Safety & Security Q&A

Is the Caribbean safe for cruising? The Caribbean Safety and Security Net tracks the facts


I have a question regarding safety while cruising. Our dream has for the last almost 20 years was to retire early and go cruising to the Caribbean aboard our 41 ft ketch.

But now, as that time is quickly approaching, I’m beginning to be afraid of the safety issues. It seems there is an increasing number of reported incidents against cruisers, whether petty theft or worse. Enough to make us wonder if going cruising is now safe.

To all of you who are living the life we are dreaming of, is it safe? Is personal safety in the Caribbean worse than cities here in the US? Am I being silly or ??? Any input would be appreciated!


The Caribbean Safety and Security Net responds:

The Caribbean Safety and Security Radio NetI don’t know what your source is for saying that there is an increasing number of reported incidents against cruisers.

The situation is certainly getting more press, both legitimate as well  everyone and his brother posting his version of a single incident in a blog. Most of these blogs are opinions only, often no basis in fact, but they do serve to get people riled up.

While I don’t see an increase in the total reports over the years, I do see an increase in the reports of violent crimes, that is, robberies, assaults, etc., against yachts.  Reported violent crimes in 2008 were double the reports of violent crimes in 2005, although the rate of increase has slowed in the past two years. Most of these reports, although not all, come from Venezuela.

I don’t track crime issues in the US so it is impossible for me to say whether it is worse or not in the Caribbean. Various reports and analyses indicate that crime rates in New York City are down; I don’t know whether that is also the case in other major cities. Here in the islands crime rates among the citizens are on the rise, according to many studies, and that is an issue to the local people; many are frustrated that the authorities are not doing a better job in controlling it.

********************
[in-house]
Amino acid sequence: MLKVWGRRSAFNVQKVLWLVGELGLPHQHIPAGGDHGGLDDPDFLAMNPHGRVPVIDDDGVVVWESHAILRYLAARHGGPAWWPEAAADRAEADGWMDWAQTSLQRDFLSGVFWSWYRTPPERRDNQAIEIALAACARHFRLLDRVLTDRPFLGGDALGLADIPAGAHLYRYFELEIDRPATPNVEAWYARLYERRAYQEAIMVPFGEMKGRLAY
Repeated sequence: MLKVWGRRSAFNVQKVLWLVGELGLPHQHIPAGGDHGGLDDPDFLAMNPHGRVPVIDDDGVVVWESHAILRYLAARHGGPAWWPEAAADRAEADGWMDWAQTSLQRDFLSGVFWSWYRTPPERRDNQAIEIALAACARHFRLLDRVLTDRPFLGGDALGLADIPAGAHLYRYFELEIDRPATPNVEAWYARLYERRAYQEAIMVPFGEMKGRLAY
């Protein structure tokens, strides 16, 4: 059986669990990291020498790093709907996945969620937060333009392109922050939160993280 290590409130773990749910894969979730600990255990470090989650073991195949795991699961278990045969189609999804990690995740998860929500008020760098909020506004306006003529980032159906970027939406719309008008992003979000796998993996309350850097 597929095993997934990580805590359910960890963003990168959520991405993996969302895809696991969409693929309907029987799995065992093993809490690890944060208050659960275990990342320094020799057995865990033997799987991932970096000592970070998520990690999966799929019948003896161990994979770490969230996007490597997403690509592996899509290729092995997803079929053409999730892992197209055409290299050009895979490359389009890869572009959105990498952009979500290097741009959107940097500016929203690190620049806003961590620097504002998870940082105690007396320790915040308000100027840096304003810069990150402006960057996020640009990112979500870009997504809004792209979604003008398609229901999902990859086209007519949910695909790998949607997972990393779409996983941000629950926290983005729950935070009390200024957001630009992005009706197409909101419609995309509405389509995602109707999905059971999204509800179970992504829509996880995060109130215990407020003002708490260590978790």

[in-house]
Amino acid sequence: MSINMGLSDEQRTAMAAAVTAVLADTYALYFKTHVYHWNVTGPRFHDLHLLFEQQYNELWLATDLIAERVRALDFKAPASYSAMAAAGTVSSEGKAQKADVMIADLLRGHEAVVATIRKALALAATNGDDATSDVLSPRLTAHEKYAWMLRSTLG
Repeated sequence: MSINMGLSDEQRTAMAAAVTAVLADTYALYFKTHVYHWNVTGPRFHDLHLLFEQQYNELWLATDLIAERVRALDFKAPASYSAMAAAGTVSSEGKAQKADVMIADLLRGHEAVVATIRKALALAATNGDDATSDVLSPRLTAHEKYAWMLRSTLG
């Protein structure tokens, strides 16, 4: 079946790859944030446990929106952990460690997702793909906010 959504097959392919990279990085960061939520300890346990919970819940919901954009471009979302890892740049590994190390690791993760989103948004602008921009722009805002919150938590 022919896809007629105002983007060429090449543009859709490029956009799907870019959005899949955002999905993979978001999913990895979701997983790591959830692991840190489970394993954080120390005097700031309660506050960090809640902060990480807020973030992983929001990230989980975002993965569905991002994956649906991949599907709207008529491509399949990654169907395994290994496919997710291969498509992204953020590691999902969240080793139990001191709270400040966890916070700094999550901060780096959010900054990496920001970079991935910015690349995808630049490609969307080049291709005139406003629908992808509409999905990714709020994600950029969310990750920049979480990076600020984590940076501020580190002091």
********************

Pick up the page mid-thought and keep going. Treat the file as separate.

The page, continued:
With the level of attention that they (the authorities) give to crimes against yachts, many yachtsmen share that frustration. I can’t even compare two different islands because there is no yacht-days statistic against which to compare reported incidents. And I do know that we don’t get reports of all the incidents that occur, for various reasons.

Some, maybe even many, of the incidents are because people continue to think this is paradise and they don’t take the same precautions as they did at home – locking the door when they leave, locking the car, not walking down dark streets alone. They seem to leave their brains at home.

Most of the incidents have nothing to do with the world economic condition, although the various island governments are quick to point to that as the cause. This stuff has been going on for years and is the result of some lazy people who want drugs or all the toys they see on US cable TV but are not willing to work to earn those toys. Most of the citizens of these countries are as upset as we visitors at the crimes.

It is an issue of tolerance for risk, as well as tolerance for anything else.  We do not visit Trinidad because we choose to anchor in clean water – the dirty water, poor anchoring conditions, everyday crime, etc. are not worth the great shopping and sightseeing – to us. Ditto Venezuela, although not for the same reasons. Ditto the Virgins, St. Martin, etc.

Rather than relying on rumor, either on the Internet or in person, those asking these questions should visit for some facts, as well as the precautions list (which offers advice on appropriate behavior) and much more stuff that has been asked over and over again for the past fourteen years.

About the Caribbean Safety and Security Net

The Caribbean Safety and Security Net websiteThe Caribbean Safety and Security Net is primarily an interactive high frequency radio network of cruising yachts which meets each morning on single sideband frequency 8104.0 at 1215 UTC for the purpose of exchanging information with regard to safety and security concerns while cruising in the Eastern Caribbean.

In addition to reporting and logging incidents, the Net provides a relay on emergency and priority messages from friends and family, boat watches for vessels missing or overdue, warnings of navigational hazards both natural and man-made, sources for medical services, and, as time allows, information on a variety of other topics, such as customs and immigration procedures and fees, other nets, sources of weather information, etc.

SSB 8104.0 at 1215 UTC

See also on this website
More info (external links)

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2 comments to Is the Caribbean safe for cruising? The Caribbean Safety and Security Net tracks the facts

  • I had to read the post from the Caribbean Safety and Security Net several times to sort out exactly what points were being made to answer Karen’s question about whether or the Caribbean was safe to cruise. The main point I believe is that in reality the situation hasn’t changed all that much from when we cruised the Caribbean 10-20 years ago. It’s just that you now hear about things more and repeatedly thanks to modern communications and the Internet.